Without a contract since last summer, the Region of Waterloo’s 131 Public Health nurses are on the verge of taking strike action.
The nurses work all over the region, including Wellesley and Woolwich townships, delivering services in a variety of capacities from infectious disease control to working in sexual health clinics. Contract negotiations have become contentious.
Negotiations for the new employment contracts came to a close on Feb. 28 without an agreement after the Ontario Nurses’ Association wasn’t happy with the offer from the region. ONA representatives say the offer they received would have required too many cuts to get a modest improvement in working conditions. Cuts in areas like medication benefits, retirement benefits, sick leave provisions and similar items.
According to Andy Summers, a vice-president at the ONA, the next step is mediation. If that fails, Summers says the strike action deadline is Mar. 29, but the nurses’ association doesn’t want it to come to that.
“The next step is we go to formal mediation with the Labour Board scheduled for Mar. 27,” he said. “Before we get to mediation, we are imploring the employer to come and sit down and talk to us. That is our number-one thing. Nurses care deeply about their patients, and they want to get to work. Going on strike isn’t something they want to have to do. If the mediator isn’t able to help us out, the nurses are going to be asked what they want to do.”
Both sides have different takes on the negotiations, which ended on Feb. 28.
Dr. Liana Nolan, medical officer of health and commissioner of Public Health at the region, says she believes a resolution without a strike is possible.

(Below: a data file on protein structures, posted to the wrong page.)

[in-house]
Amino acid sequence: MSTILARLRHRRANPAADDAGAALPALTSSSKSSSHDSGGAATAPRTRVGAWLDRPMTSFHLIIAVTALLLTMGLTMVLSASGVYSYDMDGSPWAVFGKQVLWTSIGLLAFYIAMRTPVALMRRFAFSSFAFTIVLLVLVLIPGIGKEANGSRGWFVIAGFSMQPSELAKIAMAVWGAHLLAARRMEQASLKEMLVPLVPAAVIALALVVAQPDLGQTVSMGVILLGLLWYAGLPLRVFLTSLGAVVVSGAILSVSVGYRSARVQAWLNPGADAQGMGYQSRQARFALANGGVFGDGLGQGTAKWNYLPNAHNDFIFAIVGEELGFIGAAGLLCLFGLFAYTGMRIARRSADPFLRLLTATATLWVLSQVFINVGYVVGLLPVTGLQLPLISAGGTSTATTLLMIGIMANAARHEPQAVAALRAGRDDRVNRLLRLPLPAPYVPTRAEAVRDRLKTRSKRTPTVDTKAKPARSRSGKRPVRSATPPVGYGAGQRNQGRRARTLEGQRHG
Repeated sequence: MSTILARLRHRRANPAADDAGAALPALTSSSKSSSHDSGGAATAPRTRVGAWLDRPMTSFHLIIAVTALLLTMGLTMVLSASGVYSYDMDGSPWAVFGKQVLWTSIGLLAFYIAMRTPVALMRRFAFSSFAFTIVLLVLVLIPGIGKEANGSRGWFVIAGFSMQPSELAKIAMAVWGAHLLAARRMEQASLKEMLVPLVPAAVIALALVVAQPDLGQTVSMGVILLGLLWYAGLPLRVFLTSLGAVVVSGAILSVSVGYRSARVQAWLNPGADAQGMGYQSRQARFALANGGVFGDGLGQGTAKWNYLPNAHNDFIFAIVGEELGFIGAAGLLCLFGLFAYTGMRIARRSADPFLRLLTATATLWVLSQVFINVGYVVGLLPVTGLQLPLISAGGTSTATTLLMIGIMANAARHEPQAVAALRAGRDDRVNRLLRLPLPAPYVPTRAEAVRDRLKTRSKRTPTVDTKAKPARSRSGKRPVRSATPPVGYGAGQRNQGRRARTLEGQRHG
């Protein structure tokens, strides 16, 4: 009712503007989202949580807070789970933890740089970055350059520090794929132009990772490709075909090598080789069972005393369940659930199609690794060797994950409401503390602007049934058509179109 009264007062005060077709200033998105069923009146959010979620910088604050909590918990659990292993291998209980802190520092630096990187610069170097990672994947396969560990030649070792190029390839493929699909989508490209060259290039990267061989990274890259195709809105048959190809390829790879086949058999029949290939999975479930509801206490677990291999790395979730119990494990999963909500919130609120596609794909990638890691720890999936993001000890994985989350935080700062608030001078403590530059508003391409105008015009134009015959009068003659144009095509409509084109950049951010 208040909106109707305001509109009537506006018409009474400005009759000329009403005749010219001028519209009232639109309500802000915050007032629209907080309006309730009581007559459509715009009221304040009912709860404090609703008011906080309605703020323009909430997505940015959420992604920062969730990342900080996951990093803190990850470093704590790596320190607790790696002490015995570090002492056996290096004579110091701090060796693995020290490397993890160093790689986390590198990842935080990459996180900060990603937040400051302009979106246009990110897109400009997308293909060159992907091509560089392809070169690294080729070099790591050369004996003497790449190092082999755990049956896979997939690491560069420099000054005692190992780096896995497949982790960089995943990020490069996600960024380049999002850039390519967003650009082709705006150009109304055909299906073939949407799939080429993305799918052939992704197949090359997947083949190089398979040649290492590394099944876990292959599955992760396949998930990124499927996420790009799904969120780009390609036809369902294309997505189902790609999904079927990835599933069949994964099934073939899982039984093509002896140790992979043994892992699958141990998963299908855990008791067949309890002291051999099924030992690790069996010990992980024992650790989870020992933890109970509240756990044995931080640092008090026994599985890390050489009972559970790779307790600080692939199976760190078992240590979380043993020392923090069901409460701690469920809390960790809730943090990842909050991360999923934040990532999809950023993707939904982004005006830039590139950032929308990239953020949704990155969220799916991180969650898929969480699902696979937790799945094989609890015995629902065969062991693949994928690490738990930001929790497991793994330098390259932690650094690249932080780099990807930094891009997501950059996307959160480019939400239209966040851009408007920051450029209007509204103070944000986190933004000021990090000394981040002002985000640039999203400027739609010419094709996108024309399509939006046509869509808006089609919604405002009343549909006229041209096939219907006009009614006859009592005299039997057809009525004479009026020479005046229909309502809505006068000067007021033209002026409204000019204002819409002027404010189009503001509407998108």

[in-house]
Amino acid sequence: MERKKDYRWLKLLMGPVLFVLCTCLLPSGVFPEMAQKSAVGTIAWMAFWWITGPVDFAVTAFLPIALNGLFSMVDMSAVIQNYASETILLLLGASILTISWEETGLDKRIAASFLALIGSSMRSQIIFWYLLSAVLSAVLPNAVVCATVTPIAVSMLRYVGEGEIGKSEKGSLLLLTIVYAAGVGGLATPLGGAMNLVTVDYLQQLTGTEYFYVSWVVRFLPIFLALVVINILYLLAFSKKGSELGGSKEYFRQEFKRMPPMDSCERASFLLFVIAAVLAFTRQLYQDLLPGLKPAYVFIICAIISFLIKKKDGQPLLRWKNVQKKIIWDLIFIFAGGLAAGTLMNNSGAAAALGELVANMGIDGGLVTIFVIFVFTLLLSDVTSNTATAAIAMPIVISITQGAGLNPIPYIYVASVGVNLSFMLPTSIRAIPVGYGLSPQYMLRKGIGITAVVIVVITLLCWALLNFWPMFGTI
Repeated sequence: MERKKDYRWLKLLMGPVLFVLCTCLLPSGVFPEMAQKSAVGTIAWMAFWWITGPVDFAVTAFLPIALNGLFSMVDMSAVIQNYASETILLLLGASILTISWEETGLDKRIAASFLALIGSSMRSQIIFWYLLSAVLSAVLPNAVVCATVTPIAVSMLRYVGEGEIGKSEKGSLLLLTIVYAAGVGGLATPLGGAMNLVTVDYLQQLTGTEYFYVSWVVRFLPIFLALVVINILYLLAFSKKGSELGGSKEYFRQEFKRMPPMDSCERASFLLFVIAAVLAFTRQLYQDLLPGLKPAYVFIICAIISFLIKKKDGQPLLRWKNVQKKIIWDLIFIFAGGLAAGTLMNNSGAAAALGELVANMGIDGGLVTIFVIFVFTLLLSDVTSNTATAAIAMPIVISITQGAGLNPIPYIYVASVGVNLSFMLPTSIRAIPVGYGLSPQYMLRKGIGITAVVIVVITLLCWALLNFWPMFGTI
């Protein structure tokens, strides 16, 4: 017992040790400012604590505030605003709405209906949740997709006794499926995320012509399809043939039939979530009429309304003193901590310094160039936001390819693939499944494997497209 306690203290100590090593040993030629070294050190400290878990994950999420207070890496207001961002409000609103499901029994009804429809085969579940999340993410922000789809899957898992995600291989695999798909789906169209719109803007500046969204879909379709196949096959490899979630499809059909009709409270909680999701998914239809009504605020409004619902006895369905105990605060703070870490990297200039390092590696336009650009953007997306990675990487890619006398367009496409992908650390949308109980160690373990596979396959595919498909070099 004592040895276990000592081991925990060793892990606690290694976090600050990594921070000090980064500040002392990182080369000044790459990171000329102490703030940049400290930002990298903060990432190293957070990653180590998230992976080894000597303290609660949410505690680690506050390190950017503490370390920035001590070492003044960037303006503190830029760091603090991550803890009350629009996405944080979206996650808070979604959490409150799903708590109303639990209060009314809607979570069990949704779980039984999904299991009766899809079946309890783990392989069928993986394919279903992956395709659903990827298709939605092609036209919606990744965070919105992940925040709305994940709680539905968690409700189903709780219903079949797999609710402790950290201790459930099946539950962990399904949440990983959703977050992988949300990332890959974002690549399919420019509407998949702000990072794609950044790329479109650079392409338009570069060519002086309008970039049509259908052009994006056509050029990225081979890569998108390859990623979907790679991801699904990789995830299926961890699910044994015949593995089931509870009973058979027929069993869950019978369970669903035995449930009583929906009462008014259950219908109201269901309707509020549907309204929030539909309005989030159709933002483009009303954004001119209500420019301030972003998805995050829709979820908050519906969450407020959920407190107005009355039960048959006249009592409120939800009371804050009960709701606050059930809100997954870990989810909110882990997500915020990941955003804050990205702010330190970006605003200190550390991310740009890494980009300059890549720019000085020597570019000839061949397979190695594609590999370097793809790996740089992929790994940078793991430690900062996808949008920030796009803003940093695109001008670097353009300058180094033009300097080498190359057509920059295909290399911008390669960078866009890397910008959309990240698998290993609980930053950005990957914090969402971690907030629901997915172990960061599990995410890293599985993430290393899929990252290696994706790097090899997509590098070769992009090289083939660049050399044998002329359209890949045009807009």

“Our perspective is that we remain optimistic, talks are ongoing and we are still at the table, so that is great. We value the work of the nurses and they do great work for us and we certainly appreciate what they do,” she said, adding she had heard what the ONA has been saying about the negotiations. “I have read (their press releases) and clearly my point of view is different. I would characterize what is going on as ‘talks are ongoing.’ We haven’t really hit an impasse yet. My key message is that we are remaining optimistic.”
Summers is in disagreement. The ONA believes the region is making unreasonable demands in the contract offer and he says they do not have an open ear to counteroffers.
“I am very aware that negotiations between employees and employers can become tenuous at the best of times, but it just seems that this round of negotiations with the Public Health department have been the most disrespectful that we have been familiar with in some time,” he said. “They said, ‘take it or leave it. That is our offer,’ then, they left the room. We asked if they would be willing to listen to our side and they said no. It wasn’t even a negotiation. That made it very difficult because we didn’t have anywhere to go.”
Nolan says the two parties are still at the table, but the region is still getting ready for strike action should it begin at the end of the month.
“As can be expected, preparations are underway in the event that things progress (to a strike) so we have an understanding of what priority services would continue in the event of a strike, but that is standard practice,” she said. “As I said, we remain optimistic. That is where we are at right now.”
Mediation begins on Mar. 27, with a strike deadline of Mar. 29.